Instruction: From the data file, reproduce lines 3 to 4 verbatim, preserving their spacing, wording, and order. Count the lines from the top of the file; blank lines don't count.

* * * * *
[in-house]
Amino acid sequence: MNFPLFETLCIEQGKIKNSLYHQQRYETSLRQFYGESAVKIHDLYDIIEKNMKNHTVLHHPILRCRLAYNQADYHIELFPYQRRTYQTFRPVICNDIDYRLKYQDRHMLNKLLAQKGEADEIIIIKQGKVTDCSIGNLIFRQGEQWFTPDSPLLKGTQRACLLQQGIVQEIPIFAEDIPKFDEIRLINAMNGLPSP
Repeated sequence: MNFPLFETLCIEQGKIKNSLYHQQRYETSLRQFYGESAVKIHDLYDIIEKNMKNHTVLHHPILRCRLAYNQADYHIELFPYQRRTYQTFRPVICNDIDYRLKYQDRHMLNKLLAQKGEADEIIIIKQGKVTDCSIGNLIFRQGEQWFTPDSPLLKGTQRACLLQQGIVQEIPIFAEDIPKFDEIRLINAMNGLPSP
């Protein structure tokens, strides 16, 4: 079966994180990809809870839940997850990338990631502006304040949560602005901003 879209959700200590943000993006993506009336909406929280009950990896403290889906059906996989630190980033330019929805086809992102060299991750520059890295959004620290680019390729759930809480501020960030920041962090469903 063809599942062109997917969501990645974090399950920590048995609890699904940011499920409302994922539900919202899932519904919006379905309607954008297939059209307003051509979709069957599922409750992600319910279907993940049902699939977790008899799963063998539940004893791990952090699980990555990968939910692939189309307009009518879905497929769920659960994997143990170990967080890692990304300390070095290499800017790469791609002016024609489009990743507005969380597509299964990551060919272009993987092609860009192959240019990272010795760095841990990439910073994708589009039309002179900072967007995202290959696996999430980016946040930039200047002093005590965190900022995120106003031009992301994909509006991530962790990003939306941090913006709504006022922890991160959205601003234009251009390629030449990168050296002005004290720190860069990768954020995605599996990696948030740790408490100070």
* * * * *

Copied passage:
Repeated sequence: MNFPLFETLCIEQGKIKNSLYHQQRYETSLRQFYGESAVKIHDLYDIIEKNMKNHTVLHHPILRCRLAYNQADYHIELFPYQRRTYQTFRPVICNDIDYRLKYQDRHMLNKLLAQKGEADEIIIIKQGKVTDCSIGNLIFRQGEQWFTPDSPLLKGTQRACLLQQGIVQEIPIFAEDIPKFDEIRLINAMNGLPSP
């Protein structure tokens, strides 16, 4: 079966994180990809809870839940997850990338990631502006304040949560602005901003 879209959700200590943000993006993506009336909406929280009950990896403290889906059906996989630190980033330019929805086809992102060299991750520059890295959004620290680019390729759930809480501020960030920041962090469903 063809599942062109997917969501990645974090399950920590048995609890699904940011499920409302994922539900919202899932519904919006379905309607954008297939059209307003051509979709069957599922409750992600319910279907993940049902699939977790008899799963063998539940004893791990952090699980990555990968939910692939189309307009009518879905497929769920659960994997143990170990967080890692990304300390070095290499800017790469791609002016024609489009990743507005969380597509299964990551060919272009993987092609860009192959240019990272010795760095841990990439910073994708589009039309002179900072967007995202290959696996999430980016946040930039200047002093005590965190900022995120106003031009992301994909509006991530962790990003939306941090913006709504006022922890991160959205601003234009251009390629030449990168050296002005004290720190860069990768954020995605599996990696948030740790408490100070």